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December 2008

William Parker Quartet
Petit Oiseau
AUM Fidelity

Of all the projects that bassist William Parker has going—and there are many—his quartet with drummer Hamid Drake, alto saxophonist Rob Brown, and trumpeter Lewis Barnes may be his finest. Their debut, O’Neal’s Porch, ranks among the best jazz albums of the ’00s, and their follow-up, Sound Unity, was no less satisfying. Now they return with their third disc, Petit Oiseau, and it maintains the high standard we have come to expect from them.

Partly it’s the one-two punch of Parker and Drake, who constitute the best battery in the avant-garde game. Partly it’s the level at which all four musicians interact. And partly it’s the writing Parker does for this group: basic melodic outlines that draw from folk forms, set to infectious rhythms. The 18-minute opener, “Groove Street,” perfectly demonstrates what these guys can pull off. Parker states the central idea with a repeating bass line, and Drake gets the rhythm going—and stopping and going. Brown enters with a way-outside-the-box solo, Barnes jumps in with a solo rooted in both free improv and New Orleans tradition, and then the tempo shifts. Before the 18 minutes are up, the band will have touched bebop, postbop and reggae. If it sounds like three songs in one, that’s because it is: The liner notes inform us that “Groove Sweet” is really three separate compositions spliced together.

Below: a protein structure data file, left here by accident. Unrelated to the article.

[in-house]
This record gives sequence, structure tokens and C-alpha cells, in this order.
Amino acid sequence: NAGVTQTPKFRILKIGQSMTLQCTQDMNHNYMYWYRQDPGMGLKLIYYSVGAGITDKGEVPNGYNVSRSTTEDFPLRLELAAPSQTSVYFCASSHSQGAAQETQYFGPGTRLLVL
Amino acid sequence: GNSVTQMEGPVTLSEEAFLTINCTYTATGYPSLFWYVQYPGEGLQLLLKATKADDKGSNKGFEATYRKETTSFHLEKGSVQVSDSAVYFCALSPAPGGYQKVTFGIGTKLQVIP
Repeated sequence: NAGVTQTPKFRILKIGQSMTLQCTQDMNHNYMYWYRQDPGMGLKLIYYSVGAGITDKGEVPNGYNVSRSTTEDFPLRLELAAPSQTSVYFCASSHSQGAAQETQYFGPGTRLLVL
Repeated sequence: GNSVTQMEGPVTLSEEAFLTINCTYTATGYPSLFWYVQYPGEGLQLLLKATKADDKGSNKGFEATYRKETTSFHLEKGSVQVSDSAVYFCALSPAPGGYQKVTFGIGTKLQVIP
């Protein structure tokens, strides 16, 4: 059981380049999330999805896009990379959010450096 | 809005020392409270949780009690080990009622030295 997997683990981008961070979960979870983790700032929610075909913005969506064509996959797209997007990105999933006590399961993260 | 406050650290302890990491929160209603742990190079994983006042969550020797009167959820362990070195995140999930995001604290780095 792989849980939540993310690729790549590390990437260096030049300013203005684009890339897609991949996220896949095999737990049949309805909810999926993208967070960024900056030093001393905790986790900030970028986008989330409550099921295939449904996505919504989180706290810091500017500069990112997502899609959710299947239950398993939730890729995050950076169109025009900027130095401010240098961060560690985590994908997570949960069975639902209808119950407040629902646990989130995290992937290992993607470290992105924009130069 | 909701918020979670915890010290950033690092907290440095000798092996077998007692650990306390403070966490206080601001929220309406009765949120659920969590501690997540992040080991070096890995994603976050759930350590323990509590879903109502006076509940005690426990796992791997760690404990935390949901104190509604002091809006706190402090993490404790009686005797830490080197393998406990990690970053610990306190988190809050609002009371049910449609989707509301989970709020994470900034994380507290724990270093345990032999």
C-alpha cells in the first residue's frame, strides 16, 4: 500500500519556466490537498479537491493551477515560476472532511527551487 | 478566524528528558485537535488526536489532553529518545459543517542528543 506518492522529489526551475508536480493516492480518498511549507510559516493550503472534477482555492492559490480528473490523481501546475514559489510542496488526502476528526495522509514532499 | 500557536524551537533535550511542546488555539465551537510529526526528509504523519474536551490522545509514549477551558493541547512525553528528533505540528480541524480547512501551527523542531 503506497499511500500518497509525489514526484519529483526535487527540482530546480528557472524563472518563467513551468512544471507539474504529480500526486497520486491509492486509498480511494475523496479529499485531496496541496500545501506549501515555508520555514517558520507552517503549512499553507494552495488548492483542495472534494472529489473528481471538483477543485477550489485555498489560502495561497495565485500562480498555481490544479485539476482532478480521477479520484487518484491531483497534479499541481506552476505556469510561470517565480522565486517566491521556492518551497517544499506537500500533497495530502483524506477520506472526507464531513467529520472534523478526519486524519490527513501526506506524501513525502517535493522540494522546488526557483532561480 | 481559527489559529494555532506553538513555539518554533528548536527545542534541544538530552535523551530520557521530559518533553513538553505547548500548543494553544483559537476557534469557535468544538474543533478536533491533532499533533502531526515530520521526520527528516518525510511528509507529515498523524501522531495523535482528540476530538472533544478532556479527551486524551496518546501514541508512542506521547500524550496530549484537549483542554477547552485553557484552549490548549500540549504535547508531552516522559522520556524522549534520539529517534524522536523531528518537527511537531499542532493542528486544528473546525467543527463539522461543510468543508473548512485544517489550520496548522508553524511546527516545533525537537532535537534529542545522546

Parker stretches himself on Petit Oiseau. He tries his hand at hard bop on the title track (whose name is French for “Little Bird”), speeds it up to blazing bebop on “Four for Tommy,” and leads the band through a 7/8 workout on “The Golden Bell.” The quartet changes things up on “Dust From a Mountain,” with Parker playing an Indian cedar flute, Brown blowing into a B-flat clarinet, and Drake tapping a frame drum and a keyed percussive instrument called a balafon. The closer, “Shorter for Alan,” begins with a 6/8 folk bass phrase and devolves into complete freedom, climaxing with a hypnotic and minimalist bass solo. No matter what they do, the William Parker Quartet shows us that avant-garde music doesn’t have to be weird and off-putting. It can even swing.

Originally published in December 2008
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